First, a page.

A piece of Australian history is about to auctioned off in London:
A boomerang collected by Captain James Cook when he was in Australia should be put on permanent display at Botany Bay after it is auctioned next month, a federal MP says.
The hand-carved boomerang is being put up for sale in London along with two wooden clubs, also believed to have belonged to Aborigines Cook met when he landed on Australia’s east coast in 1770.
Scott Morrison, federal MP for Cook, a seat that takes in Kurnell on the southern side of Botany Bay where Captain Cook landed, wants the government to press Britain to buy and return the boomerang. [Brisbane Times – via Adrift]
It is expected that this boomerang will be sold for up to £60,000 or $128,000. When Captain Cook received the strange, crooked stick in 1770 while surveying Australia, but he had no idea what it was for, or even what it was called. He thought that it was a wooden sword; his botanist, Sir Joseph Banks, believed it to be a short scimitar.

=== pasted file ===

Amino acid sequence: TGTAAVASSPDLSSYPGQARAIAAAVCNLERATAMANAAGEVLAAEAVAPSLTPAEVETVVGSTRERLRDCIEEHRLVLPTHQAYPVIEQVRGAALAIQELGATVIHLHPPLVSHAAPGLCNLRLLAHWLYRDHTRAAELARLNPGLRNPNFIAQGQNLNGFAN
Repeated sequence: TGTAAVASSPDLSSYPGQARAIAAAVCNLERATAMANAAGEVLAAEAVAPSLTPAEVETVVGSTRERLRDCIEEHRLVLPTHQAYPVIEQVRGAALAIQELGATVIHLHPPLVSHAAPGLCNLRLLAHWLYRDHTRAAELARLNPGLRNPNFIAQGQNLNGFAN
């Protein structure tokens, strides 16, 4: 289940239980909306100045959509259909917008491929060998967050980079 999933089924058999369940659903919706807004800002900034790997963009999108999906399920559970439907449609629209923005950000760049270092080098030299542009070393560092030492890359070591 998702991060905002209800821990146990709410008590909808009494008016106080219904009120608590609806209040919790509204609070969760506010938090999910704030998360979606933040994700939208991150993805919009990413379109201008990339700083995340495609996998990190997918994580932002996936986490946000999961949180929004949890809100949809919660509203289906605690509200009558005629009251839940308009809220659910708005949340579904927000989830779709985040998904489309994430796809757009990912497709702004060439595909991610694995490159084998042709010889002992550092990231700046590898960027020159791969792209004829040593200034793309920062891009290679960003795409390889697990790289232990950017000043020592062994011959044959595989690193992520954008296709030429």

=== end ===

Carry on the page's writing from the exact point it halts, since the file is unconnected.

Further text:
Captain James Cook returned to England with the boomerang in 1771, and was still ignorant of its secrets when he was killed eight years later. He left it, and two wooden Aboriginal clubs also collected on the expedition, to his wife, Elizabeth, who in turn bequeathed them to her friend Joan Leach Bennett, in whose family they have remained.
Well now decendants of the Bennett family are selling the boomerang which has politicians in both the United Kingdom and Australia debating whether the purchase the artifact and have it returned to Australia:
Officials from the National Museum and others are investigating the heritage of a boomerang believed to have once belonged to Captain James Cook.
The boomerang will be auctioned by Christie’s auction house on September 25.
The Liberal MP for the Sydney seat of Cook, Scott Morrison, wants the British government to buy the boomerang and donate it to Australia as an act of reconciliation.
“If it is indeed Cook’s boomerang then it should come back to Australia and I don’t think Australian taxpayers, in the first instance, should have to put out for it,” Mr Morrison told reporters on Tuesday. [Sydney Morning Herald]
This week on September 25th the boomerang will go on sale and we will all get a chance to see whether this piece of Australian history will return to Australia or not.